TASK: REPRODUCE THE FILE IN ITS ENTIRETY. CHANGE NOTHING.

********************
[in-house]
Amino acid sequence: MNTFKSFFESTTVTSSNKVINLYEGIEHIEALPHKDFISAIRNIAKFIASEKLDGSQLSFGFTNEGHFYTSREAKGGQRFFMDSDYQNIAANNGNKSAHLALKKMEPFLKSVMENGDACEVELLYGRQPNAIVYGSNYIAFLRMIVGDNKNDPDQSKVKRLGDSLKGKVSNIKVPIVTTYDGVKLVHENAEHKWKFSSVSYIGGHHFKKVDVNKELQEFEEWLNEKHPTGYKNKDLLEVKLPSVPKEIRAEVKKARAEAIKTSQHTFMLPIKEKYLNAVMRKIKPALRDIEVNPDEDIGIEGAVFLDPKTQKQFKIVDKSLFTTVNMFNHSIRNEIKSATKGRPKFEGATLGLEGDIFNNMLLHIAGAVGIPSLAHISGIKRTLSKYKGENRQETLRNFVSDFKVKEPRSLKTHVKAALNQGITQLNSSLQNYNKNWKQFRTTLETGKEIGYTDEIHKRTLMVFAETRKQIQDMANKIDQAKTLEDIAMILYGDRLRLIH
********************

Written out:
[in-house]
Amino acid sequence: MNTFKSFFESTTVTSSNKVINLYEGIEHIEALPHKDFISAIRNIAKFIASEKLDGSQLSFGFTNEGHFYTSREAKGGQRFFMDSDYQNIAANNGNKSAHLALKKMEPFLKSVMENGDACEVELLYGRQPNAIVYGSNYIAFLRMIVGDNKNDPDQSKVKRLGDSLKGKVSNIKVPIVTTYDGVKLVHENAEHKWKFSSVSYIGGHHFKKVDVNKELQEFEEWLNEKHPTGYKNKDLLEVKLPSVPKEIRAEVKKARAEAIKTSQHTFMLPIKEKYLNAVMRKIKPALRDIEVNPDEDIGIEGAVFLDPKTQKQFKIVDKSLFTTVNMFNHSIRNEIKSATKGRPKFEGATLGLEGDIFNNMLLHIAGAVGIPSLAHISGIKRTLSKYKGENRQETLRNFVSDFKVKEPRSLKTHVKAALNQGITQLNSSLQNYNKNWKQFRTTLETGKEIGYTDEIHKRTLMVFAETRKQIQDMANKIDQAKTLEDIAMILYGDRLRLIH